Computational Mathematics and Applications Seminar

Please note that the list below only shows forthcoming events, which may not include regular events that have not yet been entered for the forthcoming term. Please see the past events page for a list of all seminar series that the department has on offer.

Past events in this series
Today
14:00
Abstract

I will discuss recent advances in sampling methods for positive semidefinite (PSD) matrix approximation. In particular, I will show how new techniques based on recursive leverage score sampling yield a surprising algorithmic result: we give a method for computing a near optimal k-rank approximation to any n x n PSD matrix in O(n * k^2) time. When k is not too large, our algorithm runs in sublinear time -- i.e. it does not need to read all entries of the matrix. This result illustrates the ability of randomized methods to exploit the structure of PSD matrices and go well beyond what is possible with traditional algorithmic techniques. I will discuss a number of current research directions and open questions, focused on applications of randomized methods to sublinear time algorithms for structured matrix problems.

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A link for this talk will be sent to our mailing list a day or two in advance.  If you are not on the list and wish to be sent a link, please contact trefethen@maths.ox.ac.uk.

  • Computational Mathematics and Applications Seminar
28 October 2021
14:00
Agnieszka Międlar

Further Information: 

This talk is hosted by the Computational Mathematics Group of the Rutherford Appleton Laboratory.

Abstract

Randomized NLA methods have recently gained popularity because of their easy implementation, computational efficiency, and numerical robustness. We propose a randomized version of a well-established FEAST eigenvalue algorithm that enables computing the eigenvalues of the Hermitian matrix pencil $(\textbf{A},\textbf{B})$ located in the given real interval $\mathcal{I} \subset [\lambda_{min}, \lambda_{max}]$. In this talk, we will present deterministic as well as probabilistic error analysis of the accuracy of approximate eigenpair and subspaces obtained using the randomized FEAST algorithm. First, we derive bounds for the canonical angles between the exact and the approximate eigenspaces corresponding to the eigenvalues contained in the interval $\mathcal{I}$. Then, we present bounds for the accuracy of the eigenvalues and the corresponding eigenvectors. This part of the analysis is independent of the particular distribution of an initial subspace, therefore we denote it as deterministic. In the case of the starting guess being a Gaussian random matrix, we provide more informative, probabilistic error bounds. Finally, we will illustrate numerically the effectiveness of all the proposed error bounds.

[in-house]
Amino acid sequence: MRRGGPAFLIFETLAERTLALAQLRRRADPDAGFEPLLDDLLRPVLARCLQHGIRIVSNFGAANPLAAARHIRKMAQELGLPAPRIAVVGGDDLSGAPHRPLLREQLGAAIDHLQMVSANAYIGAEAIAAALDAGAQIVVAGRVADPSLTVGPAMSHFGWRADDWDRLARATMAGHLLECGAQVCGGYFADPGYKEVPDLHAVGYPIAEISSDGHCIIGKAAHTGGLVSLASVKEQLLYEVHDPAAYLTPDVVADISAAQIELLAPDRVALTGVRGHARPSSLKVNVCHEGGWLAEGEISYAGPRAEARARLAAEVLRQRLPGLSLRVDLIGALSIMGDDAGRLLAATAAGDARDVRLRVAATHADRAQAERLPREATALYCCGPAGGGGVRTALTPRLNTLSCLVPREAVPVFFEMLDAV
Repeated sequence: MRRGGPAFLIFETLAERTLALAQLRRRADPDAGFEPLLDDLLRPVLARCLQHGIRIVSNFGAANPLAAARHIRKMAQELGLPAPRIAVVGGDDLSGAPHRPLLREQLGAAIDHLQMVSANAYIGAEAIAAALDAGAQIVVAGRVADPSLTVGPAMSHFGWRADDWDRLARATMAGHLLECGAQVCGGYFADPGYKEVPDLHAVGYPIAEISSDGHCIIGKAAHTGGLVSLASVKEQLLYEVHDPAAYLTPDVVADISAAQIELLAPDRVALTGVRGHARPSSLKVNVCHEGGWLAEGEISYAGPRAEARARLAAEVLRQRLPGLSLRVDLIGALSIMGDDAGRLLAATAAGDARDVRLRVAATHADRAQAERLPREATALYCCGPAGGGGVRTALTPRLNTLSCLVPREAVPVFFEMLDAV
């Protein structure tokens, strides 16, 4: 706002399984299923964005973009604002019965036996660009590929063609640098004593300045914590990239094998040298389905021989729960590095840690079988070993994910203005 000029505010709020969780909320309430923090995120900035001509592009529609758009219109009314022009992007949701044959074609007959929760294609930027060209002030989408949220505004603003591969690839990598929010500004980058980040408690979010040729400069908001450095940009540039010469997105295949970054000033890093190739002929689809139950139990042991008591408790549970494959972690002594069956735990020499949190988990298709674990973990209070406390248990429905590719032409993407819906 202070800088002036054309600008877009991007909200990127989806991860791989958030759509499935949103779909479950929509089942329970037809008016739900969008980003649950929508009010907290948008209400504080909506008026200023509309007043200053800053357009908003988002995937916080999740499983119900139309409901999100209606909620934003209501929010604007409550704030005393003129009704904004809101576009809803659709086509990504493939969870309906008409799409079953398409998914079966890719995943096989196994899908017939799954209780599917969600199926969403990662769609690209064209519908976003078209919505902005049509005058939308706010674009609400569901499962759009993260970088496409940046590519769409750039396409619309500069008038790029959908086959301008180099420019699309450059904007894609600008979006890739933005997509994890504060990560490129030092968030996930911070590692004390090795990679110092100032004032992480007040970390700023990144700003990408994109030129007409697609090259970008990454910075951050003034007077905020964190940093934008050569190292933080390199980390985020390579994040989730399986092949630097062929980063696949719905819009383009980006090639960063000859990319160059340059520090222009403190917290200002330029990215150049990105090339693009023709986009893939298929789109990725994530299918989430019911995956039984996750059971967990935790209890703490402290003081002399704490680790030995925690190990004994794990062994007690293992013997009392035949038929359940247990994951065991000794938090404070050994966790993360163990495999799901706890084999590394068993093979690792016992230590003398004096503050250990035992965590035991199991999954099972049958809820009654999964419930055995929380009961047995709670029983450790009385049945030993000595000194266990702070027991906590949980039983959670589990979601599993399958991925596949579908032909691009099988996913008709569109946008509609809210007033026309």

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A link for this talk will be sent to our mailing list a day or two in advance.  If you are not on the list and wish to be sent a link, please contact trefethen@maths.ox.ac.uk.

  • Computational Mathematics and Applications Seminar
4 November 2021
14:00
Abstract

The past few years have been an exciting time for my work related to rational approximation.  This talk will present four developments:

1. AAA approximation (2016, with Nakatsukasa & Sète)
2. Root-exponential convergence and tapered exponential clustering (2020, with Nakatsukasa & Weideman)
3. Lightning (2017-2020, with Gopal & Brubeck)
4. Log-lightning (2020-21, with Nakatsukasa & Baddoo)

Two other topics will not be discussed:

X. AAA-Lawson approximation (2018, with Nakatsukasa)
Y. AAA-LS approximation (2021, with Costa)

  • Computational Mathematics and Applications Seminar
20 January 2022
14:00
Abstract

We use energy estimates to derive new bounds on the eigenvalues of a generic form of double saddle-point matrices, with and without regularization terms. Results related to inertia and algebraic multiplicity of eigenvalues are also presented. The analysis includes eigenvalue bounds for preconditioned matrices based on block-diagonal Schur complement-based preconditioners, and it is shown that in this case the eigenvalues are clustered within a few intervals bounded away from zero. The analytical observations are linked to a few multiphysics problems of interest. This is joint work with Susanne Bradley.

 

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A link for this talk will be sent to our mailing list a day or two in advance.  If you are not on the list and wish to be sent a link, please contact trefethen@maths.ox.ac.uk.

  • Computational Mathematics and Applications Seminar
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